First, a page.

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February 1988

Tube Feedings in Elderly Patients: Indications, Benefits, and Complications

Author Affiliations

From the Department of Geriatric Medicine, Jewish Institute for Geriatric Care (Drs Ciocon, Silverstone, and Foley), and the Department of Surgery, Long Island Jewish Medical Center (Dr Graver), New Hyde Park, NY.

Arch Intern Med. 1988;148(2):429-433. doi:10.1001/archinte.1988.00380020173022

• During an 11-month period, 70 tube-fed patients aged 65 to 95 years were studied prospectively to determine the indications, benefits, and complications of enteral alimentation. Indications for alimentation were refusal to swallow (35 patients [50%]), dysphagia without obstruction (33 [47%]), and esophageal obstruction (two [3%]). Nasogastric tubes (NGTs) were used initially in 69 patients; 15 of these subsequently required a gastrostomy tube (GT). One patient was treated initially with a gastrostomy. Indicators of nutritional status included weight, hemoglobin level, hematocrit, and serum albumin level. During the first two weeks the most common problems in the NGT group were agitation and self-extubation (36 patients [67%]) and aspiration pneumonia (23 [43%]). In GT patients the most common early problems were aspiration pneumonia (nine patients [56%]), tube dysfunction (eight [50%]), and agitation and extubation (seven [44%]). The common late problems were aspiration pneumonia (24 patients [44%] in the NGT group and nine [56%] in the GT group), and feeding tube dysfunction in six (38%) of the GT group. Self-extubation as a late problem was limited to the NGT group (21 patients [39%]). Twenty-eight (40%) of the 70 patients died during the study period.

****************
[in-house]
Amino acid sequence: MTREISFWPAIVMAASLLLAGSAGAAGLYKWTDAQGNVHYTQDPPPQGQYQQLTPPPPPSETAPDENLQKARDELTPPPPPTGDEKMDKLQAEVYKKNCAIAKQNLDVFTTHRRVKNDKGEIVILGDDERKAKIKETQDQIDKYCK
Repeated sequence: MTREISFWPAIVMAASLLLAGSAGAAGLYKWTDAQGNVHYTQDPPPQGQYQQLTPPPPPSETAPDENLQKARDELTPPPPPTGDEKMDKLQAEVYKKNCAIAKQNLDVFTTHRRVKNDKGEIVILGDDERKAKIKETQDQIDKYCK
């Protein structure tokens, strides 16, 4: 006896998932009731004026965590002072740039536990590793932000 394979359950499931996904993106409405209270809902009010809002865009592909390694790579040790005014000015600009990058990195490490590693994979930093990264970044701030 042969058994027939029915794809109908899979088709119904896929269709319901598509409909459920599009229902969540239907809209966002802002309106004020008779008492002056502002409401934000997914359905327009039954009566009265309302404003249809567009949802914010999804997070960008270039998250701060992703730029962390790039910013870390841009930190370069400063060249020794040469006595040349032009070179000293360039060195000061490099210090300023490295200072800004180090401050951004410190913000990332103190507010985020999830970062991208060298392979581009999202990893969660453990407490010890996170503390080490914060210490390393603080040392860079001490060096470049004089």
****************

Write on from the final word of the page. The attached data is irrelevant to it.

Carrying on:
(Arch Intern Med 1988;148:429-433)

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